The country is gearing up for the upcoming historical eclipse, and, with the magic of smartphone technology, many are hoping to be able to capture it.
A solar eclipse is pretty powerful, however, and as Fox News pointed out, trying to take a picture could damage your phone, if it’s not done correctly.
With help from NASA and the Carnegie Science Center, Fox provided some tips about seeing and catching the eclipse. The tips range from the simple and common sense, to the random and weird, to the complex.
The solar eclipse is expected to last for a few short minutes, with longer ones still lasting only about seven minutes.
It might sound obvious to “Be Prepared,” but practice shots are a good idea, even crucial. Again, the eclipse will only last a few short minutes. These shots could include photographing the exact spot after the sun goes down, and taking shots of the full moon as well. NASA also warns not to let a smartphone focus the image correctly with auto focus, but to go with a manual focus.
When it comes to capturing the actual solar eclipse, a solar lens is recommended, and should only be taken off during the totality. As NASA explained:
It is a good idea to set up your smartphone on a tripod or one of those wrap-around mountings so that you can fix the angle of the shot before the eclipse starts.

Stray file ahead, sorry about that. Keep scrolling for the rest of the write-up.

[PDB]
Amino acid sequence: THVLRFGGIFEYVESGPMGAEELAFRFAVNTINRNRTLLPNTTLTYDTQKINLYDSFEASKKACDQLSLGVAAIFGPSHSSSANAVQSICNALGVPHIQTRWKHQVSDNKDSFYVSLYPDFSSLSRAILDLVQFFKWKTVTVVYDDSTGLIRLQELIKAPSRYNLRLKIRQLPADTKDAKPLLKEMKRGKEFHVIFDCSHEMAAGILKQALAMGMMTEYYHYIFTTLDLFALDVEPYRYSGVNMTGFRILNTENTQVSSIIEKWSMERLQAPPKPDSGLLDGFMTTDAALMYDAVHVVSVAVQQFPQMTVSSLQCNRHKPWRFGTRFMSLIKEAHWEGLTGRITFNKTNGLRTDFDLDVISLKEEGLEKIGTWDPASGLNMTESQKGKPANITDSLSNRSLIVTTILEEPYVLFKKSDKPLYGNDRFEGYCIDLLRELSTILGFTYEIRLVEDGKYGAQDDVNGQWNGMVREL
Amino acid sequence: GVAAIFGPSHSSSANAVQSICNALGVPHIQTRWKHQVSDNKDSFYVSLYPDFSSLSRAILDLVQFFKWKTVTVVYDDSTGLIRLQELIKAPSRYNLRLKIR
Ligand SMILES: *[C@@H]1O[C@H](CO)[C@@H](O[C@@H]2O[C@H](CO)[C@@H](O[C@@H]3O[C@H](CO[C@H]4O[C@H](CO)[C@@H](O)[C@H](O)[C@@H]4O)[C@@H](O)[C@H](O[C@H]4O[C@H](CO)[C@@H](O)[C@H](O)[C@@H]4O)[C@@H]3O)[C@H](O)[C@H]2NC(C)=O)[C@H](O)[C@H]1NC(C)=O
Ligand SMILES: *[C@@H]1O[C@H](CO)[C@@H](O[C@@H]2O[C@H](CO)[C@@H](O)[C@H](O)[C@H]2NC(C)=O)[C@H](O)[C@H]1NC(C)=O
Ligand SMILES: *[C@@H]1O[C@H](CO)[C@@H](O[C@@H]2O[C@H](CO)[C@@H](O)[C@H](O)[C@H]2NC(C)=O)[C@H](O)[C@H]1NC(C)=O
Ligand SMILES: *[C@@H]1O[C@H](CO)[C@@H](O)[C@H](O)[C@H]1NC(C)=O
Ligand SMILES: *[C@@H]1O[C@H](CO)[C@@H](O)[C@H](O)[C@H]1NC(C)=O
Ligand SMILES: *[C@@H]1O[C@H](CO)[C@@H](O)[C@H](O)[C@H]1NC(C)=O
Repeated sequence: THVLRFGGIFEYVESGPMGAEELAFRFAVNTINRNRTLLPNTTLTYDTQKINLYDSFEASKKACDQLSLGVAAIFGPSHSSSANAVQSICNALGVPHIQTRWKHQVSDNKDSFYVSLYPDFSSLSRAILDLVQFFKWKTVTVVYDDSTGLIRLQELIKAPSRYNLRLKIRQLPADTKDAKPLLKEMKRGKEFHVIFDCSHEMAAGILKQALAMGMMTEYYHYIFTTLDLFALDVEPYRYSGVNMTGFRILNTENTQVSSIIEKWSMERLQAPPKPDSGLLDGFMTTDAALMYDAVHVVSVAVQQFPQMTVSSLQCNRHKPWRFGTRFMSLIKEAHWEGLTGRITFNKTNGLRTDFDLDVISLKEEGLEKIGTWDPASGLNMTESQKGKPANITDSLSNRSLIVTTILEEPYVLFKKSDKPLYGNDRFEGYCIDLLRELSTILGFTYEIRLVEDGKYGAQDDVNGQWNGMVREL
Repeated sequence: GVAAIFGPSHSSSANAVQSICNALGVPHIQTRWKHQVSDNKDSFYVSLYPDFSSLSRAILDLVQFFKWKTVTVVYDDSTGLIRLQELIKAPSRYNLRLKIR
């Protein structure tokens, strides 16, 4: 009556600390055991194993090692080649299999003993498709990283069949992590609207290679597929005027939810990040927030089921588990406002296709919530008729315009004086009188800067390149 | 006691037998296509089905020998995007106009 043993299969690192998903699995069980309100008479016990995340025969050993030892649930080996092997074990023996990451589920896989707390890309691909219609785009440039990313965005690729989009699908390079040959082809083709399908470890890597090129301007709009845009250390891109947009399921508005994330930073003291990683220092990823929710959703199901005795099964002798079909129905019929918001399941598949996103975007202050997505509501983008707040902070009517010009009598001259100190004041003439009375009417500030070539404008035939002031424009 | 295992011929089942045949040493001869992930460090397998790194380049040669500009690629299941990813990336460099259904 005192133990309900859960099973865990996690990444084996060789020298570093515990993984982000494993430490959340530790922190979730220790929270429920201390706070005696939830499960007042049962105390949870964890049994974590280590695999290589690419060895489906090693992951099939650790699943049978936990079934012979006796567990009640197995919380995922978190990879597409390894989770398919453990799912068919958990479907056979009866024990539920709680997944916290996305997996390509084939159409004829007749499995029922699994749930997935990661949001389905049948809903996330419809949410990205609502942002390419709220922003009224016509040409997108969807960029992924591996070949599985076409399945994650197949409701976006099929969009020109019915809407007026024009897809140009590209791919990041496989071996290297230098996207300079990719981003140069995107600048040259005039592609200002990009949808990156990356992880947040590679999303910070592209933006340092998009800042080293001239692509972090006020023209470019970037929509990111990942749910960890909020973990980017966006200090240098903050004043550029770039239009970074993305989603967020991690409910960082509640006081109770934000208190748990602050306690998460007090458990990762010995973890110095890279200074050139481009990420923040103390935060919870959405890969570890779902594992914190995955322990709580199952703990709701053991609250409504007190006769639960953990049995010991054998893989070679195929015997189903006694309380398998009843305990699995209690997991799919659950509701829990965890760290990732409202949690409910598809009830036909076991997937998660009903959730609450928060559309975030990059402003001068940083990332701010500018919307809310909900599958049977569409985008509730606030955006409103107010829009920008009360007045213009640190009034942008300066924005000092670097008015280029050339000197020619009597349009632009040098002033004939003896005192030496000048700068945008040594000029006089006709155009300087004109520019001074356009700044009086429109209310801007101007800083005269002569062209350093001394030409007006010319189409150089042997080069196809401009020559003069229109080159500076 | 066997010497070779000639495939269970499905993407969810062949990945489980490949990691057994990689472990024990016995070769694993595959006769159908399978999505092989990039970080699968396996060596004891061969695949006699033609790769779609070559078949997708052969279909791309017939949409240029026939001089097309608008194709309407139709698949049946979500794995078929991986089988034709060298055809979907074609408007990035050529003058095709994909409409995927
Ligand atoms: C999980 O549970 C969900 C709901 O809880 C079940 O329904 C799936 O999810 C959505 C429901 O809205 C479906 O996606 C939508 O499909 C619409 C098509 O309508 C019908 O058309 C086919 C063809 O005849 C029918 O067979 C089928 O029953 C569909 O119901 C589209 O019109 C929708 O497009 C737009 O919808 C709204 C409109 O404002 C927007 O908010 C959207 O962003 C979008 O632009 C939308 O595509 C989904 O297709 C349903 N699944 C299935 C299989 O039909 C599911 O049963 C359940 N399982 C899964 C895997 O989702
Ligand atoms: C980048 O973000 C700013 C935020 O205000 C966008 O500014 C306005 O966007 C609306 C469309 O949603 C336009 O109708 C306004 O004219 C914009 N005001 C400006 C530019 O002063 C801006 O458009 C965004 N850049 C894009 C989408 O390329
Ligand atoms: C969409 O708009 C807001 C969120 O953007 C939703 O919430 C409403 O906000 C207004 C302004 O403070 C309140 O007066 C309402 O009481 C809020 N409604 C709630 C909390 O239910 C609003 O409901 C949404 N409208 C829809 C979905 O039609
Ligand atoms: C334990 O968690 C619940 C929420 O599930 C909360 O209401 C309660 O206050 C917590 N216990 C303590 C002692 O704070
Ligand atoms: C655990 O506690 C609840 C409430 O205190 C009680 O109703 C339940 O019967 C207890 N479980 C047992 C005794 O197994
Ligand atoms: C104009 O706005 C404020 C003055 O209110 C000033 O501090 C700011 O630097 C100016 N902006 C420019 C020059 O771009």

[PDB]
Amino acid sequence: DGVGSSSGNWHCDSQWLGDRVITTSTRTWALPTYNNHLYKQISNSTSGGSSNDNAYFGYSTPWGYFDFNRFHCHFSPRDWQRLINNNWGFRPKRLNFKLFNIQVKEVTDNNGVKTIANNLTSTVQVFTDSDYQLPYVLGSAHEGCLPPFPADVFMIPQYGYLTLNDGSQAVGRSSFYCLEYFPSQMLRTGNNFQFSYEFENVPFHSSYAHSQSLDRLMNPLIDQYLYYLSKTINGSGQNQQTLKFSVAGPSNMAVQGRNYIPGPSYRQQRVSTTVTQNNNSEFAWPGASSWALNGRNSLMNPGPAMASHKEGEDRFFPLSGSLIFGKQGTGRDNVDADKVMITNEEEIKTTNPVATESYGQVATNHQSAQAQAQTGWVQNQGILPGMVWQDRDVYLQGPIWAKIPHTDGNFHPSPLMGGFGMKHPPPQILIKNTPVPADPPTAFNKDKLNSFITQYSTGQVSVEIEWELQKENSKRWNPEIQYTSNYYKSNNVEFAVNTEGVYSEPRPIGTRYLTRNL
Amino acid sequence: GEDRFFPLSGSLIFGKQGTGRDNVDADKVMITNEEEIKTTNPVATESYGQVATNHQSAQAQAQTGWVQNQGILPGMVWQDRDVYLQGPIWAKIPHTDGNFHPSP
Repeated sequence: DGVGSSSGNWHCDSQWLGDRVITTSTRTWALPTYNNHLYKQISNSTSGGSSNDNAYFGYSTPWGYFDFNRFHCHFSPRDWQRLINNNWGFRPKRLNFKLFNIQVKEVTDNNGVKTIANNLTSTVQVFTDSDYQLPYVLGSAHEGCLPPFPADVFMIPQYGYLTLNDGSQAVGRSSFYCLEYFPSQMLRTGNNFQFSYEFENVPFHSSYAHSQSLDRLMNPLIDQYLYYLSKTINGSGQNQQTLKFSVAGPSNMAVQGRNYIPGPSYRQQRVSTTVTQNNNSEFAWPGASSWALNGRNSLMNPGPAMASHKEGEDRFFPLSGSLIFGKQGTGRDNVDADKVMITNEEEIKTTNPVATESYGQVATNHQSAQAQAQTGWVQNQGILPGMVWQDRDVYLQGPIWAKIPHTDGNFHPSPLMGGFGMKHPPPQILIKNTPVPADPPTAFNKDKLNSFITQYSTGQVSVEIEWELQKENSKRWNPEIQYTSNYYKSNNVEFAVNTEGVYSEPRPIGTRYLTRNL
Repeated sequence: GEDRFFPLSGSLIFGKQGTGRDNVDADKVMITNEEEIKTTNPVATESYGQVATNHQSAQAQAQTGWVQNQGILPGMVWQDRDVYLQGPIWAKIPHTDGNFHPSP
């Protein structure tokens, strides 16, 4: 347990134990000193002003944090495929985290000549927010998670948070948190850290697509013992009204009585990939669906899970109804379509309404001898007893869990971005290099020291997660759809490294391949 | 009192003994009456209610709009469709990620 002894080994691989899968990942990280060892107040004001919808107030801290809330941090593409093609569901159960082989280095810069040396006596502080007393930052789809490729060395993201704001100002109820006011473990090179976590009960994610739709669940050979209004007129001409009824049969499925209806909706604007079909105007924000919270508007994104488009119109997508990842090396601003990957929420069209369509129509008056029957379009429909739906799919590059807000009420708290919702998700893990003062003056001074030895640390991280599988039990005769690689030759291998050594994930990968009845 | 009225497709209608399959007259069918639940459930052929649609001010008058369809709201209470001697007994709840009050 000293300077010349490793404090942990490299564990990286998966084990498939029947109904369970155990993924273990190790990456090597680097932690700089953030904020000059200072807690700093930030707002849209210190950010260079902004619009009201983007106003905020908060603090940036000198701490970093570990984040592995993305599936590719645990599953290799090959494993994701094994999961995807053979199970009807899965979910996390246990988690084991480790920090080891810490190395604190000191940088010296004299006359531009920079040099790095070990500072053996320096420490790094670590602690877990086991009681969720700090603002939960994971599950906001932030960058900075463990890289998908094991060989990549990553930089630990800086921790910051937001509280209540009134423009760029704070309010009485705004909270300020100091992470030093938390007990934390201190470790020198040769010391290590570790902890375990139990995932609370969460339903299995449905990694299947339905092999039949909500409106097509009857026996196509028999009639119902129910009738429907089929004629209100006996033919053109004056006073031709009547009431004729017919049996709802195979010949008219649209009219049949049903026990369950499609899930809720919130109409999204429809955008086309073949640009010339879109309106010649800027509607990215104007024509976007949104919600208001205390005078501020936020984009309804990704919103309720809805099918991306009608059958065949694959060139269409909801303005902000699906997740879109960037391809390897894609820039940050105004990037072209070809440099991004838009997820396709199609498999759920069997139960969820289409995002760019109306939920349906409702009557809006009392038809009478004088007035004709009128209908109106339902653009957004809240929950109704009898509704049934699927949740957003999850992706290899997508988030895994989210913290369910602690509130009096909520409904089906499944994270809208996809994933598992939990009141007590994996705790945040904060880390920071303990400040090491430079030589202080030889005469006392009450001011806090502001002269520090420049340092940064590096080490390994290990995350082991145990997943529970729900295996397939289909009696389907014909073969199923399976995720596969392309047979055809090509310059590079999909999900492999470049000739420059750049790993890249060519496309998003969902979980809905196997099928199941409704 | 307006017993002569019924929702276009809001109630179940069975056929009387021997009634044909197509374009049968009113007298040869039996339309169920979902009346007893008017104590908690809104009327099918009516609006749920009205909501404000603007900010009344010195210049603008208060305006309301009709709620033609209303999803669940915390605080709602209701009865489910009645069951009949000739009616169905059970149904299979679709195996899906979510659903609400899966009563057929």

The weird and random tips come in for those in the path of a partial solar eclipse. NASA warns against taking the kind of pictures above, due to safety concerns.
Mike Hennessy, manager at the Carnegie Science Center Planetarium, still has some creative ideas, however.
One ideas is to make a pinhole and viewing hole at one end of a cereal box to see the forming crescent shape. Hennessy recommends to “take your phone and point it into your pinhole projector and take an image of that projection you made of the partial solar eclipse.”
Another suggestion, using the same pinhole idea, is with a postcard, with the crescent shape visible on a blank sheet of paper to photograph.
Even common kitchen items can come in handy, like a colander. The light which enters the holes of the colander can likewise appear on the piece of paper to photograph.
For those not in the path of the eclipse, NASA will be doing a stream online. Even for those who are in the right region, it might be worth going online if it’s too cloudy out, which could affect seeing the eclipse.